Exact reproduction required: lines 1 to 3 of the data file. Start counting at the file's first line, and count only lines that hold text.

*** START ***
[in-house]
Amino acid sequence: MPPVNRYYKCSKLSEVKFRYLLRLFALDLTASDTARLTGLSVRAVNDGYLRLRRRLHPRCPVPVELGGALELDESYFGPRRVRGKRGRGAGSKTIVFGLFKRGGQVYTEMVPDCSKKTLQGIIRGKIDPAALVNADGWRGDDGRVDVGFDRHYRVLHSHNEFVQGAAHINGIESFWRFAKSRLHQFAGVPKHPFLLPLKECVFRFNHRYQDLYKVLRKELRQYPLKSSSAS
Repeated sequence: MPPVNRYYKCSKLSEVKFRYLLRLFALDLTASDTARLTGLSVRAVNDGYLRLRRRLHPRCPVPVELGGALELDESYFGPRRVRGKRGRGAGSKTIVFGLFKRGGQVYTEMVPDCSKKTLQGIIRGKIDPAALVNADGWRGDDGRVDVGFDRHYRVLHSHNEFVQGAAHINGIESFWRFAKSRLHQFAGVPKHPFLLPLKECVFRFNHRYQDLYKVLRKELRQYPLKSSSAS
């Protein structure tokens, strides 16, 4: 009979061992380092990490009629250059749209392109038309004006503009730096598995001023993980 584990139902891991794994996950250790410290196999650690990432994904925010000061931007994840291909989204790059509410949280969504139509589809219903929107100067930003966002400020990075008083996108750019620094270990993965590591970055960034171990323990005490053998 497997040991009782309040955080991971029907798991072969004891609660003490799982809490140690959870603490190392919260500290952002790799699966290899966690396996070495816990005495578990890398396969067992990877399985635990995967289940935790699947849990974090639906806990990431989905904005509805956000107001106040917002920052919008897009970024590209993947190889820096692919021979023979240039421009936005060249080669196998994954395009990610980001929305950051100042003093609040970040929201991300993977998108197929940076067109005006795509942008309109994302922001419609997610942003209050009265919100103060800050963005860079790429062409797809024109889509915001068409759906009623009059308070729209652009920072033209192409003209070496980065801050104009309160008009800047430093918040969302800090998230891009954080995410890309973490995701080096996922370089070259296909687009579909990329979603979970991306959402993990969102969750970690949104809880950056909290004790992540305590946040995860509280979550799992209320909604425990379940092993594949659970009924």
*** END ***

[in-house]
Amino acid sequence: MPPVNRYYKCSKLSEVKFRYLLRLFALDLTASDTARLTGLSVRAVNDGYLRLRRRLHPRCPVPVELGGALELDESYFGPRRVRGKRGRGAGSKTIVFGLFKRGGQVYTEMVPDCSKKTLQGIIRGKIDPAALVNADGWRGDDGRVDVGFDRHYRVLHSHNEFVQGAAHINGIESFWRFAKSRLHQFAGVPKHPFLLPLKECVFRFNHRYQDLYKVLRKELRQYPLKSSSAS
Repeated sequence: MPPVNRYYKCSKLSEVKFRYLLRLFALDLTASDTARLTGLSVRAVNDGYLRLRRRLHPRCPVPVELGGALELDESYFGPRRVRGKRGRGAGSKTIVFGLFKRGGQVYTEMVPDCSKKTLQGIIRGKIDPAALVNADGWRGDDGRVDVGFDRHYRVLHSHNEFVQGAAHINGIESFWRFAKSRLHQFAGVPKHPFLLPLKECVFRFNHRYQDLYKVLRKELRQYPLKSSSAS